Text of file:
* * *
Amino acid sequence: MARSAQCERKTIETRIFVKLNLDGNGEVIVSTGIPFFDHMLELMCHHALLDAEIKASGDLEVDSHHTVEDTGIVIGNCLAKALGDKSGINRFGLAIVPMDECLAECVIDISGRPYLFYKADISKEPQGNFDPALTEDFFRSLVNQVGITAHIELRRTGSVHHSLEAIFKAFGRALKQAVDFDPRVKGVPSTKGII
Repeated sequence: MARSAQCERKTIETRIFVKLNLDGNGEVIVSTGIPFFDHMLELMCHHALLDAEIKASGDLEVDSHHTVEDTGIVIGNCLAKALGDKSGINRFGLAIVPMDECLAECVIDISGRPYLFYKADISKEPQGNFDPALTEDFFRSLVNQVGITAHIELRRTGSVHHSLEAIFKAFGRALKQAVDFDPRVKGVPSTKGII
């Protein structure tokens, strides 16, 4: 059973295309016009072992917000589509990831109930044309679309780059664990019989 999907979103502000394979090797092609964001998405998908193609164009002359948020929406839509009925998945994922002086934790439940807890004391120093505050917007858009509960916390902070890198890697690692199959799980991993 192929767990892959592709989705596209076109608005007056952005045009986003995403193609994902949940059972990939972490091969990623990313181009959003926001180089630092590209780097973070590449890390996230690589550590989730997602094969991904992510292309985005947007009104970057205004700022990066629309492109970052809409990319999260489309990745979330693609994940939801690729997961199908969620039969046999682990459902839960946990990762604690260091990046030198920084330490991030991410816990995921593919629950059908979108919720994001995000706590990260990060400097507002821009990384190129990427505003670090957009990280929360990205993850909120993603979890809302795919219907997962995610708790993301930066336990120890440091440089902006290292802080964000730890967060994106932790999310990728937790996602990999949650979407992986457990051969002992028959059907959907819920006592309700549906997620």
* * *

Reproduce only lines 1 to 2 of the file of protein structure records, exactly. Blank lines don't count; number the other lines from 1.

Amino acid sequence: MARSAQCERKTIETRIFVKLNLDGNGEVIVSTGIPFFDHMLELMCHHALLDAEIKASGDLEVDSHHTVEDTGIVIGNCLAKALGDKSGINRFGLAIVPMDECLAECVIDISGRPYLFYKADISKEPQGNFDPALTEDFFRSLVNQVGITAHIELRRTGSVHHSLEAIFKAFGRALKQAVDFDPRVKGVPSTKGII
Repeated sequence: MARSAQCERKTIETRIFVKLNLDGNGEVIVSTGIPFFDHMLELMCHHALLDAEIKASGDLEVDSHHTVEDTGIVIGNCLAKALGDKSGINRFGLAIVPMDECLAECVIDISGRPYLFYKADISKEPQGNFDPALTEDFFRSLVNQVGITAHIELRRTGSVHHSLEAIFKAFGRALKQAVDFDPRVKGVPSTKGII